License: GPL (GNU General Public License)
Plugin Version: v2.3 - 29 Aug 2009
Change History:  
29 Aug 2009: added touch parameter -- Peter Thoeny
12 Feb 2009: {PROXY}{HOST} supports domain with and without protocol -- Peter Thoeny
06 Feb 2009: added {PROXY}{SkipProxyForDomains} configure setting, added USERAGENTNAME plugin setting -- Peter Thoeny
11 Dec 2008: added {PROXY}{HOST} and {PROXY}{PORT} configure settings -- Peter Thoeny
13 Sep 2007: fixed parsing of content:encoded
23 Jul 2006: improved atom parser; if a posting has no title default to 'Untitled'
26 Apr 2006: added lazy compilation
10 Feb 2006: packaged using the TWiki:Plugins/BuildContrib; minor fixes
03 Feb 2006: off-by-one: limit="n" returned n+1 articles; make FORMAT and HEADER format strings more robust
23 Jan 2006: released v2.00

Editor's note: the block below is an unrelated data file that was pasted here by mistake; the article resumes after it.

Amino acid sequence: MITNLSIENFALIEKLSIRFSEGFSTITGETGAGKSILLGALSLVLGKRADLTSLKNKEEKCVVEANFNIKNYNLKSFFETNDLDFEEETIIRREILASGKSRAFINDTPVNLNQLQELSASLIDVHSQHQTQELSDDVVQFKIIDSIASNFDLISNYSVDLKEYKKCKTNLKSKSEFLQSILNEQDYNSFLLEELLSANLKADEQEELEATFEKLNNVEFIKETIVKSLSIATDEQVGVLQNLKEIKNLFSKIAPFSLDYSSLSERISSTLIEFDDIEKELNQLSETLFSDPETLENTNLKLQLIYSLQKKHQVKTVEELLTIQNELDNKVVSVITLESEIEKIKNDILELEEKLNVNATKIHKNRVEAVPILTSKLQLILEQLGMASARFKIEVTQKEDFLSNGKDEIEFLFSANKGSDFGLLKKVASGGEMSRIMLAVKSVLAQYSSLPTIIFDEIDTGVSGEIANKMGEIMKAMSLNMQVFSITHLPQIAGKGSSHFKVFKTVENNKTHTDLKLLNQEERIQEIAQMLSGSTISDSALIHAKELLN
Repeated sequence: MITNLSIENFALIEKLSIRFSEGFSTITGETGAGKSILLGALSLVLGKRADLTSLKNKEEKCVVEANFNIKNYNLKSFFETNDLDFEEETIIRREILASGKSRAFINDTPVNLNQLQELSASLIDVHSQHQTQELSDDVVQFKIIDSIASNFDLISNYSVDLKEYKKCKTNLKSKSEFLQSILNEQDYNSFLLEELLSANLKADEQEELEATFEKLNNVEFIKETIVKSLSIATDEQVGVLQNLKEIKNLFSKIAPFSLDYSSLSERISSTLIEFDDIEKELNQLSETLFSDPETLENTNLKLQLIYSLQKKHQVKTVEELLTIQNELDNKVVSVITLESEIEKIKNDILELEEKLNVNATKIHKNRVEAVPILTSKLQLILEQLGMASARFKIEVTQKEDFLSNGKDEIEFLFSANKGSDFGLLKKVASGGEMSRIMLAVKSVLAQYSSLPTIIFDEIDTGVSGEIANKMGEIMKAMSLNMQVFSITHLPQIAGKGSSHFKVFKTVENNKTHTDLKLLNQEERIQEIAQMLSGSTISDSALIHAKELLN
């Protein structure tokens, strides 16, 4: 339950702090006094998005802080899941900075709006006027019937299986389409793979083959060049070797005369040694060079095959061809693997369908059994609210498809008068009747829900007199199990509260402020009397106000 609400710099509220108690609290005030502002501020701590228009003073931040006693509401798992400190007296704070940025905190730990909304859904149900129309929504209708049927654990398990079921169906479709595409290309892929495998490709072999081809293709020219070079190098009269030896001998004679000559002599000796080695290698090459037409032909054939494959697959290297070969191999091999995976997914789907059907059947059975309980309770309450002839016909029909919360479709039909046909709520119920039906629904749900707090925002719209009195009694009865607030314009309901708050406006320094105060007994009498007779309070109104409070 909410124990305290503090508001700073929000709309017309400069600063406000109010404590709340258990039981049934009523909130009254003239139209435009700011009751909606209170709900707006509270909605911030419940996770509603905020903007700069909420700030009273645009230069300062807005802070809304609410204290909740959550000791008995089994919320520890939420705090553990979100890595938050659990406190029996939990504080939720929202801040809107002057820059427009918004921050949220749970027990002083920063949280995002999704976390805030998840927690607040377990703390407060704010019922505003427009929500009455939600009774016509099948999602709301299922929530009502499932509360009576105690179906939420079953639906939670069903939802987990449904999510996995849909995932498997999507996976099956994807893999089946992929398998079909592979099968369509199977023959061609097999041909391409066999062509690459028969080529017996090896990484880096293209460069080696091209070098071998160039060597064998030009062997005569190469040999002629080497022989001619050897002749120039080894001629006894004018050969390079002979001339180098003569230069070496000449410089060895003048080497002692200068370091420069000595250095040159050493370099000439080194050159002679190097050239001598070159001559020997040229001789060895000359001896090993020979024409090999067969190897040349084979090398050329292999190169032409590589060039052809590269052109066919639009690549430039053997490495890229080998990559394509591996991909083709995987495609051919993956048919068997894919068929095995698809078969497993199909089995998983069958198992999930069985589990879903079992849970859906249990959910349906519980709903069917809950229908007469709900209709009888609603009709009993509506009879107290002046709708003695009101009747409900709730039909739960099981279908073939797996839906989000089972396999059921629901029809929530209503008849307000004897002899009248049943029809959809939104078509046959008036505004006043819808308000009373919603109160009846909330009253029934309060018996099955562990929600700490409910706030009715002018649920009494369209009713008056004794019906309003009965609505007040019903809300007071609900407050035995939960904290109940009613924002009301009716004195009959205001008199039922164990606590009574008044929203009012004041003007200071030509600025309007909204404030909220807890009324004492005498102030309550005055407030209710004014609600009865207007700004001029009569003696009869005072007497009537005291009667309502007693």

05 Dec 2005: internal feed urls must be absolute
02 Dec 2005: added web.topic shorthand for internal feeds
29 Nov 2005: fixed CDATA handling
21 Nov 2005: added ATOM support; extended RSS support; added dublin core support; added content support; optionally using LWP to fetch feeds to follow redirections; corrected CPAN dependencies ; recoding special chars from html integer to entity encoding to increase browser compatibility; added css support; use getWorkArea() if available
11 May 2005: TWiki:Main.WillNorris: added DevelopBranch compatability
31 Oct 2004: Fixed taint issue by TWiki:Main.AdrianWeiler; small performance improvement
29 Oct 2004: Fixed issue of external caching if mod_perl or SpeedyCGI is used
02 Aug 2002: Implemented caching of feeds, thanks to TWiki:Main/RobDuarte
11 Jun 2002: Initial version (V1.000)
Perl Version: 5.8
TWiki:Plugins/Benchmark: GoodStyle 100%, FormattedSearch 99.5%, HeadlinesPlugin 94%
Plugin Home: TWiki:Plugins/HeadlinesPlugin
Feedback: TWiki:Plugins/HeadlinesPluginDev
Appraisal: TWiki:Plugins/HeadlinesPluginAppraisal

-- TWiki:Main.PeterThoeny - 29 Aug 2009

Topic revision: r2 - 2009-08-29 - 14:55:14 - TWikiContributor